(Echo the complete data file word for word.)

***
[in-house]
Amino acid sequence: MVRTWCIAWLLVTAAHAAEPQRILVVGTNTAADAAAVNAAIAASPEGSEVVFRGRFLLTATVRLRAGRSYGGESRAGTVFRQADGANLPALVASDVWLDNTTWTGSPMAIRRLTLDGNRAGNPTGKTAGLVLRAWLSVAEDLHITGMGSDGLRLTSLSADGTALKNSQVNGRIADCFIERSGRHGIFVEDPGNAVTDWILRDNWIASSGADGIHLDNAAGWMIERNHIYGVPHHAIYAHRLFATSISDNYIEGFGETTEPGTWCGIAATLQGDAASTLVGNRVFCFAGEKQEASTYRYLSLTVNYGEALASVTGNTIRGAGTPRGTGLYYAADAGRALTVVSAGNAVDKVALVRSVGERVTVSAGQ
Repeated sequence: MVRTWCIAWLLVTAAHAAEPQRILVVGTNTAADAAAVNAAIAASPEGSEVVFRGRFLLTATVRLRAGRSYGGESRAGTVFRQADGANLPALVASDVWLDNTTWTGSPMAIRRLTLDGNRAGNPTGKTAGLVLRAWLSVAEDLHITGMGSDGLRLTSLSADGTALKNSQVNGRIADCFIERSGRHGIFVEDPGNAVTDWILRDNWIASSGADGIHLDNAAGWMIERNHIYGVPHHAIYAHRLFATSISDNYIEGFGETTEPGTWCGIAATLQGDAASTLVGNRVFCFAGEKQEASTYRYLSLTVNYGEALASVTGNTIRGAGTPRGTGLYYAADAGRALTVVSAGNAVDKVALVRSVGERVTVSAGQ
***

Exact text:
[in-house]
Amino acid sequence: MVRTWCIAWLLVTAAHAAEPQRILVVGTNTAADAAAVNAAIAASPEGSEVVFRGRFLLTATVRLRAGRSYGGESRAGTVFRQADGANLPALVASDVWLDNTTWTGSPMAIRRLTLDGNRAGNPTGKTAGLVLRAWLSVAEDLHITGMGSDGLRLTSLSADGTALKNSQVNGRIADCFIERSGRHGIFVEDPGNAVTDWILRDNWIASSGADGIHLDNAAGWMIERNHIYGVPHHAIYAHRLFATSISDNYIEGFGETTEPGTWCGIAATLQGDAASTLVGNRVFCFAGEKQEASTYRYLSLTVNYGEALASVTGNTIRGAGTPRGTGLYYAADAGRALTVVSAGNAVDKVALVRSVGERVTVSAGQ
Repeated sequence: MVRTWCIAWLLVTAAHAAEPQRILVVGTNTAADAAAVNAAIAASPEGSEVVFRGRFLLTATVRLRAGRSYGGESRAGTVFRQADGANLPALVASDVWLDNTTWTGSPMAIRRLTLDGNRAGNPTGKTAGLVLRAWLSVAEDLHITGMGSDGLRLTSLSADGTALKNSQVNGRIADCFIERSGRHGIFVEDPGNAVTDWILRDNWIASSGADGIHLDNAAGWMIERNHIYGVPHHAIYAHRLFATSISDNYIEGFGETTEPGTWCGIAATLQGDAASTLVGNRVFCFAGEKQEASTYRYLSLTVNYGEALASVTGNTIRGAGTPRGTGLYYAADAGRALTVVSAGNAVDKVALVRSVGERVTVSAGQ